IBM Tightens Partner Certification Requirements

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IBM will require stricter training and certification requirements for software solution providers in an effort to increase more profitable solution sales. The changes may also weed out commodity-oriented resellers.

IBM this week quietly announced it will soon require partners meet more stringent certification requirements to resell a number of products in its software group.

The move comes as a result of customers demand of higher skill levels from solution providers delivering solutions around Big Blue’s Websphere, Tivoli, Rational database and Lotus offerings, among others, says Shaun Jones, vice president of IBM’s Worldwide Channels and General Business Marketing.

“In the past, any IBM solution provider could resell software offerings, we’ll now base partners’ ability to sell some solutions on more stringent qualification criteria,” he says.

As customers find IT budgets slashed, software projects become harder to justify and sales appointments are more difficult to secure. Jones says partners with the highest degree of certification, education and proven skills are doing best in the market right now, and the stricter certification requirements will help those partners further differentiate themselves from their competition.

Partners will be required to hold IBM technical certifications, demonstrate sales mastery and file detailed product plans with IBM, Jones says. By fulfilling these criteria, partners will further hone their expertise on products and services they’re most skilled at, qualify for higher levels of vendor incentives and marketing support and as a result, receive higher margins.

For ISVs and custom application developer partners that mainly target the SMB and midmarket, there is another path to meet IBM’s stricter criteria, says Jones. Solution providers who deliver custom applications built on top of IBM middleware can use those applications to demonstrate mastery and sales success of their solution and the underlying IBM software, and can then meet the new requirements.

“Partners that create solutions that sit on top of our middleware – CRM, ERP, for example – they necessarily have to have in-depth knowledge of the software their solutions are built upon,” says Jones. “If they can show IBM what they’ve built and that they’ve had a successful selling record, we look at those components and could qualify them on that solution,” he says.

Dave Kemper, managing partner at IBM solution provider Dataskill, says he believes the new requirements will help drive new business and also increase opportunities with existing customers.

“This is an opportunity to evangelise on current technologies we already offer, but it also allows us to ramp up in technology areas where we haven’t been as strong in the past,” Kemper says. The benefit for Dataskill’s customers is the assurance that their solution provider holds the highest set of skills and can select and properly implement the right technology to solve their business needs.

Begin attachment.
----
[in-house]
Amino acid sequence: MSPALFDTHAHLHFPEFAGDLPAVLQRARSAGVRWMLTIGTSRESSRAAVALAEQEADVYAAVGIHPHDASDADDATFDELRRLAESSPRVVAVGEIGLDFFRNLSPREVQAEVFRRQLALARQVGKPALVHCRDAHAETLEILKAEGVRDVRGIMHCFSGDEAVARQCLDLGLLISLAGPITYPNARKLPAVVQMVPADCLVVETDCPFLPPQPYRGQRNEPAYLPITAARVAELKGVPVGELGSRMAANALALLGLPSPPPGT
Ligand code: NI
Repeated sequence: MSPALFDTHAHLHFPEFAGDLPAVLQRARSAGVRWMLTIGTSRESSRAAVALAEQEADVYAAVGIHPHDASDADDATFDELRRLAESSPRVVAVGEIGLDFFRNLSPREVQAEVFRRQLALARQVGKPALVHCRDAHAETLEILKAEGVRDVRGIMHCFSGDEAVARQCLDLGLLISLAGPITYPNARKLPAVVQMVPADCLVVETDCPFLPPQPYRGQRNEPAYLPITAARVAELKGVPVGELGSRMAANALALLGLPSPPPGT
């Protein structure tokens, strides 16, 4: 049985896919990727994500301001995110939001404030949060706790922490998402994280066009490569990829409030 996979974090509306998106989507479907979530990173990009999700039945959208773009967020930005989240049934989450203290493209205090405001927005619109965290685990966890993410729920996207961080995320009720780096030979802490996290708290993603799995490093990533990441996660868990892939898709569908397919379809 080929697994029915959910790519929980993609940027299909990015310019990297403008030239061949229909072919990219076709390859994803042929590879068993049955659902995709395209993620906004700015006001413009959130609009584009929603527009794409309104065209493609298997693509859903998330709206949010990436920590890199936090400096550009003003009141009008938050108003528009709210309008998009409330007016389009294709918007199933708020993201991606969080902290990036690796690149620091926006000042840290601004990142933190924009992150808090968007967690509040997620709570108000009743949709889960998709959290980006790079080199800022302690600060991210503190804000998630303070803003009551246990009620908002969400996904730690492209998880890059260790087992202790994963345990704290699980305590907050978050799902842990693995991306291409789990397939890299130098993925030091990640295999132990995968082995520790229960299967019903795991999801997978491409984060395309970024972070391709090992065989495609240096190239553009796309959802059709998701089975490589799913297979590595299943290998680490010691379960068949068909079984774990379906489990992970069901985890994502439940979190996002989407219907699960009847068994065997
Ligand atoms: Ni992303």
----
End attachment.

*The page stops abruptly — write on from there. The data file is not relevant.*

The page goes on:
“There’s a higher degree of assurance for customers that the right solution and implementation paths are chosen, and that their investment will pay greater dividends rather than turning into ‘shelfware,’” Kemper says.

Kemper says the new requirements will help to weed out solution providers who may have gained business from customers based solely on price rather than expertise, and will allow Dataskill to win more customers and implement more comprehensive solutions.

“We hope that those partners who’ve treated IBM software as a commodity product will be eliminated from the marketplace,” he says. “We then can hope to drive additional value for customers, which will deliver higher margins based on more solution sales and more comprehensive solutions,” Kemper says.

Jones says after consulting with partners across IBM’s software group, he feels the approach will be fairly straightforward for those partners who’ve already demonstrated a high degree of commitment to IBM and solutions based on its software.

Though the move was announced yesterday, the changes will not take effect until October 2009, giving partners approximately seven months to make changes and examine their business models, he says.

“For those partners who’ve already had great success with us, this will not be a big inhibitor for them to continue doing business with us,” he says. For other partners, the new requirements will push them to evaluate their solution offerings and make a stronger commitment to increase their skills and qualifications based on their business models and how profitable vendors’ solutions are for them.

“We’re giving partners a seven-month opportunity to evaluate their commitment and their readiness, and we will continue to work with partners to discover where there are gaps in their skill sets so we can work harder on filling those gaps,” Jones says.

Partners who want to strengthen their commitment to IBM can take advantage of IBM’s existing sales and technical training and certifications, says Jones. With the tests and procedures already in place, the onus is on partners to decide how they will proceed.

Jones says IBM will continue to offer training and certification at a local level, as well as at national and global partner conferences. He cites recent Tivoli- and Lotus-focused events at which IBM offered the certification tests free of charge, and adds that IBM is already seeing calendars fill up as partners move to attain training and education.

Jones says the end result will be increased revenues and profits for both IBM and its most committed solution providers.

“We’re not trying to penalise anyone; we feel this will help all boats to rise, including ours,” he says.